Control of water quality changes in the distribution system is an important issue, due to consumer health, and a threat to technical infrastructure. Annual monitoring of water quality allowed us to analyze the physical, chemical, and biological stability of water produced in two different technological systems. The article examines the extent to which water purification technology affects the possibility of uncontrolled changes in water quality during its transport to the consumer (the risk of secondary water pollution has been estimated). Based on the obtained results, it was found that the groundwater treatment system based on the following processes—aeration, coagulation, sedimentation, filtration, and disinfection—does not ensure the effective elimination of biogenic substances that determine sanitary safety. The treatment technology extended by an additional biofiltration process on granulated activated carbons (GAC) contributed to the improvement of the quality of the treated water (lowering the content of nutrients) and reduced the risk of losing the biological stability of the water in the distribution system. The biofiltration process did not change the physical and chemical stability of the water; the calculated corrosiveness indicators showed that the waters are devoid of aggressive properties, with a tendency to precipitate CaCO3. The production of stable water is a step forward in controlling water quality from source to tap. Full article
(This article belongs to the Special Issue Recent Advances in Monitoring and Treatment of Drinking Water Quality)
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20 pages, 4434 KiB  
Article
Treatment of Fly-Ash-Contaminated Wastewater Loaded with Heavy Metals by Using Fly-Ash-Synthesized Iron Oxide Nanoparticles
by Virendra Kumar Yadav, Abdelfattah Amari, Amel Gacem, Noureddine Elboughdiri, Lienda Bashier Eltayeb and M. H. Fulekar
Water 2023, 15(5), 908; https://doi.org/10.3390/w15050908 - 27 Feb 2023
Cited by 19 | Viewed by 3415
Abstract
Every year, a huge amount of water is polluted by various sources, out of which coal fly ash (CFA) is one of the major pollutants. CFA has a large number of toxic metals, which reaches water bodies by coming in contact with water [...] Read more.
Every year, a huge amount of water is polluted by various sources, out of which coal fly ash (CFA) is one of the major pollutants. CFA has a large number of toxic metals, which reaches water bodies by coming in contact with water or rain. Due to heavy-metal contamination, water becomes unfit for drinking for human beings, which in long term may cause several disorders. Thus, iron oxide nanoparticles (IONPs) recovered from waste, such as CFA, could be the most promising material for treating wastewater, due to their low-cost, recyclable nature and magnetic property. The synthesis of IONPs from CFA involves three sequential steps. The first step involves extraction of ferrous materials from CFA, followed by acidic treatment of ferrous materials to obtain acidic leachate, and lastly the precipitation of iron oxides by an alkali. The particle size of the synthesized IONPs varied from 30–70 nm and purity was about 90–93%, as confirmed by transmission electron microscope (TEM) and electron diffraction spectroscopy (EDS). Further, the synthesized IONPs were used for the remediation of various heavy metals, especially Pb and Cr ions from 20% CFA aqueous solutions. The heavy-metal removal efficiency of IONPs varied from 40–70%. The developed method suggests heavy-metal removal from wastewater by using an economical and greener route. Full article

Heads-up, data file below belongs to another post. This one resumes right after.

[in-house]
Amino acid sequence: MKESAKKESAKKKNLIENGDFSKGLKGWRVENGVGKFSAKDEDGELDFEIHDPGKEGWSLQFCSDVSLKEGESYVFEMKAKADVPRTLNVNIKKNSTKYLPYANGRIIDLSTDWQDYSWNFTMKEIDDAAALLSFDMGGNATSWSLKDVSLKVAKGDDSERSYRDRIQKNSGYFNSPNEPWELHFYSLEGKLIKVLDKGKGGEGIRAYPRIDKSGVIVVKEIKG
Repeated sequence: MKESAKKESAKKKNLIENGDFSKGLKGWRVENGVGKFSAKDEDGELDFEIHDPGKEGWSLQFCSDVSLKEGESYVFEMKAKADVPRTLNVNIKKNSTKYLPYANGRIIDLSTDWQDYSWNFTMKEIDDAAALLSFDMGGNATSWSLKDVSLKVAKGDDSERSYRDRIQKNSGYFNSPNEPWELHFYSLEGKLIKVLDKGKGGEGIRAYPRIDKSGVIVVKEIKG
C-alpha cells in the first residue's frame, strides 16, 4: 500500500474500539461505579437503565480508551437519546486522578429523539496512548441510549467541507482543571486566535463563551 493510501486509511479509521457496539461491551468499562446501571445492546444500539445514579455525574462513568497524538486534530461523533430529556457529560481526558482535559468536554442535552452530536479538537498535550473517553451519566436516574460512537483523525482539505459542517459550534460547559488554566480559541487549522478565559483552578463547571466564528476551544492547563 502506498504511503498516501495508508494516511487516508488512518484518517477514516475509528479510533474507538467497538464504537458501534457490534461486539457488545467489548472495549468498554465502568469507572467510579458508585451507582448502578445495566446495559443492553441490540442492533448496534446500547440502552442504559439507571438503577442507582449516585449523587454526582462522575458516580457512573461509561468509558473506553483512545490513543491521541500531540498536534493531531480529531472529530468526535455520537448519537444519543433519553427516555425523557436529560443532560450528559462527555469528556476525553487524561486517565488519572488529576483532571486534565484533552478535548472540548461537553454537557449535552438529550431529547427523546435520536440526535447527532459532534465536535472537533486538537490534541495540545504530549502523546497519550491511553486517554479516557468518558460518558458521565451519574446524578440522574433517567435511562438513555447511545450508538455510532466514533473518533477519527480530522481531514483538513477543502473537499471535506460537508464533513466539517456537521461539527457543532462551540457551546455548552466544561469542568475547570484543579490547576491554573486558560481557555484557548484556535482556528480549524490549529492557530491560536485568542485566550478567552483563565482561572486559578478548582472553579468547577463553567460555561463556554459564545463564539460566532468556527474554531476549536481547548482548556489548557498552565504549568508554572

(This article belongs to the Special Issue Recent Advances in Monitoring and Treatment of Drinking Water Quality)
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17 pages, 455 KiB  
Article
Water-Quality Prediction Based on H2O AutoML and Explainable AI Techniques
by Hamza Ahmad Madni, Muhammad Umer, Abid Ishaq, Nihal Abuzinadah, Oumaima Saidani, Shtwai Alsubai, Monia Hamdi and Imran Ashraf
Water 2023, 15(3), 475; https://doi.org/10.3390/w15030475 - 25 Jan 2023
Cited by 14 | Viewed by 7311
Abstract
Rapid expansion of the world’s population has negatively impacted the environment, notably water quality. As a result, water-quality prediction has arisen as a hot issue during the last decade. Existing techniques fall short in terms of good accuracy. Furthermore, presently, the dataset available [...] Read more.
Rapid expansion of the world’s population has negatively impacted the environment, notably water quality. As a result, water-quality prediction has arisen as a hot issue during the last decade. Existing techniques fall short in terms of good accuracy. Furthermore, presently, the dataset available for analysis contains missing values; these missing values have a significant effect on the performance of the classifiers. An automated system for water-quality prediction that deals with the missing values efficiently and achieves good accuracy for water-quality prediction is proposed in this study. To handle the accuracy problem, this study makes use of the stacked ensemble H2O AutoML model; to handle the missing values, this study makes use of the KNN imputer. Moreover, the performance of the proposed system is compared to that of seven machine learning algorithms. Experiments are performed in two scenarios: removing missing values and using the KNN imputer. The contribution of each feature regarding prediction is explained using SHAP (SHapley Additive exPlanations). Results reveal that the proposed stacked model outperforms other models with 97% accuracy, 96% precision, 99% recall, and 98% F1-score for water-quality prediction. Full article
(This article belongs to the Special Issue Recent Advances in Monitoring and Treatment of Drinking Water Quality)
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16 pages, 4455 KiB  
Article
Water Resources and Water Quality Assessment, Central Bamyan, Afghanistan
by Hasan Ali Malistani, Hussain Ali Jawadi, Roy C. Sidle, Masuma Khawary and Aziz Ali Khan
Water 2022, 14(19), 3060; https://doi.org/10.3390/w14193060 - 28 Sep 2022
Cited by 5 | Viewed by 3614
Abstract
We surveyed and selectively sampled the major water sources in Bamyan city and the surrounding area to assess the water quality. Water quality measurements were taken in situ and more samples were collected for laboratory analysis from canals, rivers, springs, wells, and water [...] Read more.